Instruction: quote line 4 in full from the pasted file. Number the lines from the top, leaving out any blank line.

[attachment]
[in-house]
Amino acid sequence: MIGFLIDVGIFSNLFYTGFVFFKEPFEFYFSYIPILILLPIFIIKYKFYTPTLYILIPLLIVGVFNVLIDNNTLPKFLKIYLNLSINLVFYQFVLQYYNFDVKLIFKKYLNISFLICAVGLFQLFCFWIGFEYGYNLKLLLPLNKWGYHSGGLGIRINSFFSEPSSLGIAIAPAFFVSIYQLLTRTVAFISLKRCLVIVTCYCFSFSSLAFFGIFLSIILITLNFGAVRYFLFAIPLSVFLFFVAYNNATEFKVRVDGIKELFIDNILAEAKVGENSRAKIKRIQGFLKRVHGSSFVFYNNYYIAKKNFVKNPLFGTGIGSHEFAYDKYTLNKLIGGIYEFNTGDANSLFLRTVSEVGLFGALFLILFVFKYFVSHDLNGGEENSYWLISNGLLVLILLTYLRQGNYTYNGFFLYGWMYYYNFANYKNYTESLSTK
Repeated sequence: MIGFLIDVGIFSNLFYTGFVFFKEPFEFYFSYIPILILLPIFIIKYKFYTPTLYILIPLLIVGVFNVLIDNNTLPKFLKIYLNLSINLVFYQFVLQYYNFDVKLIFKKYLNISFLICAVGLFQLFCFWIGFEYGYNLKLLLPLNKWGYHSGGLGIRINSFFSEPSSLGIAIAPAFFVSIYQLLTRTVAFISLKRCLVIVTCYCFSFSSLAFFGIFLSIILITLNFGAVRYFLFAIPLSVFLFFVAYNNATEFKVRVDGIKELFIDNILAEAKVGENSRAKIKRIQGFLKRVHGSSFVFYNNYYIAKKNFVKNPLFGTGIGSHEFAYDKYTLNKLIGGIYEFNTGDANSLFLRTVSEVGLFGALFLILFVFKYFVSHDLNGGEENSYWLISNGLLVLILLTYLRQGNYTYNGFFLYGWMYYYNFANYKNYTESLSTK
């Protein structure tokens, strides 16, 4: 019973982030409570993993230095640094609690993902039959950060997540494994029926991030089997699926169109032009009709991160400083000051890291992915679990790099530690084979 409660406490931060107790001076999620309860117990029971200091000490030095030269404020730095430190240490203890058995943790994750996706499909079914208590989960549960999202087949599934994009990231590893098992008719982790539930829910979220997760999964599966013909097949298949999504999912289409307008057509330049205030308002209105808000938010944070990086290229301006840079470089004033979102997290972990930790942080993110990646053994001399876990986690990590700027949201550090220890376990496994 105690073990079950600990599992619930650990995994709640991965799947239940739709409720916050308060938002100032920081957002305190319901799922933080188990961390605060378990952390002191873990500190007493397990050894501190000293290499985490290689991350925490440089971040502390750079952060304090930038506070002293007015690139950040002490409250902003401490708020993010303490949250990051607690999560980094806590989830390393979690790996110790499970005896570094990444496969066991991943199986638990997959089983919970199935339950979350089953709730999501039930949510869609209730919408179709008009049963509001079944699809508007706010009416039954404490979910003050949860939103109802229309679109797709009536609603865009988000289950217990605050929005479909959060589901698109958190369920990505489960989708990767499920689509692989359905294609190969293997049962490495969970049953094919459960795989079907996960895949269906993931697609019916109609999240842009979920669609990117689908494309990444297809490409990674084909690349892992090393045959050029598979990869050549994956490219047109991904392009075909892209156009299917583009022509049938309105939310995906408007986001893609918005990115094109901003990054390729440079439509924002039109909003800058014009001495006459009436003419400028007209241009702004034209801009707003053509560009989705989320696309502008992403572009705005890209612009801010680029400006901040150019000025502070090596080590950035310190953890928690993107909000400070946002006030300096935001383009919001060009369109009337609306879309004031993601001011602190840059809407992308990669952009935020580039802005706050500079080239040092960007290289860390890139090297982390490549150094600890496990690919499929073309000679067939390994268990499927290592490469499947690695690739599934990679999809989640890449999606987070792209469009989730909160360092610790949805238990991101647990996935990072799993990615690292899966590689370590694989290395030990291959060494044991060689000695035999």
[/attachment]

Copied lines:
């Protein structure tokens, strides 16, 4: 019973982030409570993993230095640094609690993902039959950060997540494994029926991030089997699926169109032009009709991160400083000051890291992915679990790099530690084979 409660406490931060107790001076999620309860117990029971200091000490030095030269404020730095430190240490203890058995943790994750996706499909079914208590989960549960999202087949599934994009990231590893098992008719982790539930829910979220997760999964599966013909097949298949999504999912289409307008057509330049205030308002209105808000938010944070990086290229301006840079470089004033979102997290972990930790942080993110990646053994001399876990986690990590700027949201550090220890376990496994 105690073990079950600990599992619930650990995994709640991965799947239940739709409720916050308060938002100032920081957002305190319901799922933080188990961390605060378990952390002191873990500190007493397990050894501190000293290499985490290689991350925490440089971040502390750079952060304090930038506070002293007015690139950040002490409250902003401490708020993010303490949250990051607690999560980094806590989830390393979690790996110790499970005896570094990444496969066991991943199986638990997959089983919970199935339950979350089953709730999501039930949510869609209730919408179709008009049963509001079944699809508007706010009416039954404490979910003050949860939103109802229309679109797709009536609603865009988000289950217990605050929005479909959060589901698109958190369920990505489960989708990767499920689509692989359905294609190969293997049962490495969970049953094919459960795989079907996960895949269906993931697609019916109609999240842009979920669609990117689908494309990444297809490409990674084909690349892992090393045959050029598979990869050549994956490219047109991904392009075909892209156009299917583009022509049938309105939310995906408007986001893609918005990115094109901003990054390729440079439509924002039109909003800058014009001495006459009436003419400028007209241009702004034209801009707003053509560009989705989320696309502008992403572009705005890209612009801010680029400006901040150019000025502070090596080590950035310190953890928690993107909000400070946002006030300096935001383009919001060009369109009337609306879309004031993601001011602190840059809407992308990669952009935020580039802005706050500079080239040092960007290289860390890139090297982390490549150094600890496990690919499929073309000679067939390994268990499927290592490469499947690695690739599934990679999809989640890449999606987070792209469009989730909160360092610790949805238990991101647990996935990072799993990615690292899966590689370590694989290395030990291959060494044991060689000695035999």